Note: While this review does not contain 18+ content, Shikkoku no Sharnoth itself does.
This is the third game in the WAB Steampunk series released by Liar-soft in 2008. Yet again, the visuals, characters, music, and gameplay create an irresistible environment that will capture the imaginations of many. However, this time, that environment is more crucial to the game than it was in Sekien no Inganock. The biggest temptation there is for anyone reading a visual novel is to rush through to the end or try to read as quickly as possible and while that might be possible with Inganock if you’re paying enough attention, it definitely won’t with Shikkoku no Sharnoth.
More than a review, I’d like to post this advice for those considering reading this entry in the series: take your time. The big mysterious questions that drive you to want to know more are further in the background than they were in Inganock and the intention is that you enjoy the stories unfolding before you while also trying to figure out the answers to the mysteries. By the time you get to the end, if you’ve rushed through everything, you’ll be disappointed. But if you take your time and enjoy yourself, when you get to the end you’ll be excited by what you’ve managed to piece together.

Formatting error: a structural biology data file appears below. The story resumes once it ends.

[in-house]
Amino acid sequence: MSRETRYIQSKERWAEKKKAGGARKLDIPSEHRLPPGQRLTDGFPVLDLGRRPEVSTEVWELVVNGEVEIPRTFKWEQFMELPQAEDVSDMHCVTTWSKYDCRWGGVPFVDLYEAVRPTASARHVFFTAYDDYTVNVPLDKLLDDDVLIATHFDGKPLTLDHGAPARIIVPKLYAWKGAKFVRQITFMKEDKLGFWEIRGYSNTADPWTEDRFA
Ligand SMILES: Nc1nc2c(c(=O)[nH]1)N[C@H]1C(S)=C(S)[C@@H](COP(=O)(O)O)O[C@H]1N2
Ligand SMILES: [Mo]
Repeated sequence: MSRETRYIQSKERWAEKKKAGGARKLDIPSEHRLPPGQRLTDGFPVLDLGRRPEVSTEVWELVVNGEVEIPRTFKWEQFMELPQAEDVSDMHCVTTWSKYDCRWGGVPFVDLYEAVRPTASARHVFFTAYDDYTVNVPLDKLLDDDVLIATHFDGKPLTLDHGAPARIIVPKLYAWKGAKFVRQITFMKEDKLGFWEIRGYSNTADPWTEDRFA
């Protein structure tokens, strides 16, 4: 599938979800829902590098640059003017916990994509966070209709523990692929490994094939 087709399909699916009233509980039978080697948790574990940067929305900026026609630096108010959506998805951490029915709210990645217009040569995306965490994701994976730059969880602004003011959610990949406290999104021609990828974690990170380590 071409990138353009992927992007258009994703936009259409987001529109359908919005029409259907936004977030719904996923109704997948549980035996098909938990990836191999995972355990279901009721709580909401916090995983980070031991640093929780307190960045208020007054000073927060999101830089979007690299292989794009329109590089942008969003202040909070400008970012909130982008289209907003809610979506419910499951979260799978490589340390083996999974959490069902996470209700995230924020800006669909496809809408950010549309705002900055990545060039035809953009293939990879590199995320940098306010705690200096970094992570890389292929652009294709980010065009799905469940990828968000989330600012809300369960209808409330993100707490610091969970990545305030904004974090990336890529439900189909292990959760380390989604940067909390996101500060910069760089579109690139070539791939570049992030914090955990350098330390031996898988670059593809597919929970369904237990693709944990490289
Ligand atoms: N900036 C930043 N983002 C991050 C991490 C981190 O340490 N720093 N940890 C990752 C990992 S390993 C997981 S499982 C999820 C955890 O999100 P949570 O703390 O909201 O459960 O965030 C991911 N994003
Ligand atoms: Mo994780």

In my personal experience, Inganock was easier to understand (so if Inganock was difficult for you then you’ll definitely want to take this one more slowly) and Sharnoth became a work that I’m very much looking forward to reading again. Not because there were no answers, as some people might claim, but because I feel like I’ve gained a foothold from which to discover even more if I go through everything again.
An additional tip is that you can speed through the minigame animations. I disliked the minigames when I thought they were painfully slow, but if you just hold CTRL they’re a ton of fun and really do add to the experience. The minigames should also be easily cleared with a reasonable number of attempts and I don’t think many people will truly struggle with them.
The only reason I gave this work a score of ‘Great’ rather than ‘Flawless’ was because it left me with the sense that I had to tell people ‘you need to enjoy this differently than Inganock’. Certain Visual Novels, usually of the slice-of-life genre, make it immediately obvious there’s no point in not taking your time. Sharnoth didn’t really do this for me, especially after the pacing of Inganock, and so I ended up wishing I had gone through it a little more slowly.
*Scoring: Flawless > Great > Good > Okay > Bad